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Skid Row and Diff drop ?

Discussion in '1st Gen. Tacomas' started by BAZZMAZZA, Jun 29, 2012.

  1. BAZZMAZZA

    BAZZMAZZA [OP] Well-Known Member

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    Virginia Beach, VA
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    SR5 and then some...
    OME-882 Coils + Nitro- Sport shocks, ARB Compressor, Spare fuse box, ALL-PRO Bedrack
    Gents,
    Does anyone have experience with Skid Row plates and a diff drop? I have read in a couple forums that the skid plate doesnt work with Diff Drops and in others just needs a spacer to work with the Diff drop. Does anyone have any personal experience with this set-up? I would like to keep the diff Drop if possible. Skids are on the way this week so I want to be ready. Thanks in advance!
     
  2. TherealScuba

    TherealScuba Well-Known Member

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    Don't even waste your time with a diff drop.
     
  3. trmarshall1

    trmarshall1 The Least Interesting Man In The World

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    Tim
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    Do tell, why is that?
     
  4. TMW

    TMW Well-Known Member

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    Light bar and bumper guard, 3/16 steel skid plates for engine, tranny and transfer box, OME 881 springs with 5100 shocks at mid clip. AAL in rear. Positraction rear diff.
    Just add a spacer. I believe when I did my diff drop the spacers came with it and I used them on my Skid Row plates. I used silicone glue to hold them in place for when I pull the plates off. Put the glue on after they are installed.
     
  5. Supra TT

    Supra TT Solid Axle FTMFW!!

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    Eric
    Lafayette, Indiana
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    SAS.. Need I say more.
    Diff drops don't do anything. Besides drain your money. All they do is rotate the diff slightly, making shit worse.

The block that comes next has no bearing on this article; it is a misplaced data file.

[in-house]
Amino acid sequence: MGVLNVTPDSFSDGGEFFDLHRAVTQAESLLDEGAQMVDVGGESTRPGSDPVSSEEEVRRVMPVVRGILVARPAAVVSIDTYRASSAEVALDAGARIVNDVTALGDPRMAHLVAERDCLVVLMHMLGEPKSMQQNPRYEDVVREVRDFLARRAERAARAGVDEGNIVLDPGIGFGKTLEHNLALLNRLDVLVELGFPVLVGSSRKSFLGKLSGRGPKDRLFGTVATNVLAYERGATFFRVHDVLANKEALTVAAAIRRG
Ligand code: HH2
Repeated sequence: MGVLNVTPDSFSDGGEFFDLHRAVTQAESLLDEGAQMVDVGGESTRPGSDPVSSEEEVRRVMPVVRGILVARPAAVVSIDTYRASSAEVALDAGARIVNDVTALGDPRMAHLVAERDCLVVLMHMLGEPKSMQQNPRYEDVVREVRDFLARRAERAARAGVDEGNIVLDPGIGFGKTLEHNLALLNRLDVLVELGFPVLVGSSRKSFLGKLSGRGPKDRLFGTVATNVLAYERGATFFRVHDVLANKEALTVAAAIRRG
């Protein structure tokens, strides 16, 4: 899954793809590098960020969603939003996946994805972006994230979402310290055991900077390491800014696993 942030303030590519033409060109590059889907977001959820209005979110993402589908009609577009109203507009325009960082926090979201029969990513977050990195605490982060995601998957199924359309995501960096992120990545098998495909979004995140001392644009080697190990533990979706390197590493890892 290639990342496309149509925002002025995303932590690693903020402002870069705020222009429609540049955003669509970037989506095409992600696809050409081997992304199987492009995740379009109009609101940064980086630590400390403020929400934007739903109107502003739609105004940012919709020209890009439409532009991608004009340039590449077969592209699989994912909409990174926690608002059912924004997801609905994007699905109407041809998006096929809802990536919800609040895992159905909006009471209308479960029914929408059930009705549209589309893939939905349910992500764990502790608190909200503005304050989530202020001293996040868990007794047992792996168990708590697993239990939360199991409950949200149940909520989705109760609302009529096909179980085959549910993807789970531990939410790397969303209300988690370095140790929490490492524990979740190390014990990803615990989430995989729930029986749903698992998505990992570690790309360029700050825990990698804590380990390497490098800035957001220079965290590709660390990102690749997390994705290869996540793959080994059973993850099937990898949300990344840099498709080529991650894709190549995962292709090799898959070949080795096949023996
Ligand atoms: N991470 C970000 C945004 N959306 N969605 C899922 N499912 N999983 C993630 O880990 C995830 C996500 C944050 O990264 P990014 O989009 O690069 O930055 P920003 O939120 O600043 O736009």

6. trmarshall1

    trmarshall1 The Least Interesting Man In The World

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    4" Pro-Comp Lift, TRD cat back exhaust, grey wire mod, clutch pedal linear spring mod
    Thanks for the info, my Taco came with the diff drop already installed. When I get coil overs, I will get rid of it.
     
  7. whippersnapper02

    whippersnapper02 Well-Known Member

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    As far as I know diff drops are crap on 2nd gens but they work fine on 1st gens.
     
  8. Supra TT

    Supra TT Solid Axle FTMFW!!

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    SAS.. Need I say more.
    They are bad for both trucks, more so worse for 2nd gen no doubt. But they still do the same thing for both trucks. They just aren't worth the headache you will get when something gets ruined
     
  9. TriumphantMoose

    TriumphantMoose New Member

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    I've done the differential drop on two trucks.



    The first was a purchased kit from Toytec. It came with 1" spacers. With the kit installed, the skid plate ribbing had to be notched with a grinder (my choice) or it requires some additional skid spacers for it to be bolted on.